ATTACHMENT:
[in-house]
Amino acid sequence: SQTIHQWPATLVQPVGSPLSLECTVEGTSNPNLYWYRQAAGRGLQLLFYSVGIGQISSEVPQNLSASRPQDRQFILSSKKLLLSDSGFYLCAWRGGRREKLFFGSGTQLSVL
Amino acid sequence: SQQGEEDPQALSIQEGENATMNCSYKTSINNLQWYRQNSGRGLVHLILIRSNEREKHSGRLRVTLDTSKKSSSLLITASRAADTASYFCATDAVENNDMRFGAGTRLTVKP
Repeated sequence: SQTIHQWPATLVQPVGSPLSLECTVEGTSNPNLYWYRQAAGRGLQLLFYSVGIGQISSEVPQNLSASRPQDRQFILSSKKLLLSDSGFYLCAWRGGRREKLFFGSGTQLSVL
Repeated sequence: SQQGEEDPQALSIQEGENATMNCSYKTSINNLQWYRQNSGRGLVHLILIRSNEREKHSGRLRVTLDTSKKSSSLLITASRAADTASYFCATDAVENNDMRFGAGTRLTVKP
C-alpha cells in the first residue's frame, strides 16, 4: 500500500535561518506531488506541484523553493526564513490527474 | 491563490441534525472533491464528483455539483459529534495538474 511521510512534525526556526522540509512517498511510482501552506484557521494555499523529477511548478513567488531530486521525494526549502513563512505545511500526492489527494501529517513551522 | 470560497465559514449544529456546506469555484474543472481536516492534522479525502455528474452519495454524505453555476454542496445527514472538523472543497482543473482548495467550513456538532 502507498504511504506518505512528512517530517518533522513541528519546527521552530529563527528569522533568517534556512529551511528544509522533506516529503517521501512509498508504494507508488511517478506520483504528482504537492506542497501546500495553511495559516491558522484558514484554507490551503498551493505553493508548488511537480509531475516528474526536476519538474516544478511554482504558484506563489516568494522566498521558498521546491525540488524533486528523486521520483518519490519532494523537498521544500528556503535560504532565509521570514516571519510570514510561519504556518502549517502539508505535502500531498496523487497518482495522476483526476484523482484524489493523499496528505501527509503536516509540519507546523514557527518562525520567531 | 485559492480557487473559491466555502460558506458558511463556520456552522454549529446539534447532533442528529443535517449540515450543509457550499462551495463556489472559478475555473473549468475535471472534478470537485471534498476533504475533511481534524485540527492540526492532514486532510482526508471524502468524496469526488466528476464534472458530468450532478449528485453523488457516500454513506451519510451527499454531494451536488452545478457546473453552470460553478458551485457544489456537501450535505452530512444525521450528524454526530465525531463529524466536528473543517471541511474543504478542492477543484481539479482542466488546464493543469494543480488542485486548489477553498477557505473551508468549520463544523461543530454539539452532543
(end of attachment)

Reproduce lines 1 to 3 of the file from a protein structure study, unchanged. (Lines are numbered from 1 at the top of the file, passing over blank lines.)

[in-house]
Amino acid sequence: SQTIHQWPATLVQPVGSPLSLECTVEGTSNPNLYWYRQAAGRGLQLLFYSVGIGQISSEVPQNLSASRPQDRQFILSSKKLLLSDSGFYLCAWRGGRREKLFFGSGTQLSVL
Amino acid sequence: SQQGEEDPQALSIQEGENATMNCSYKTSINNLQWYRQNSGRGLVHLILIRSNEREKHSGRLRVTLDTSKKSSSLLITASRAADTASYFCATDAVENNDMRFGAGTRLTVKP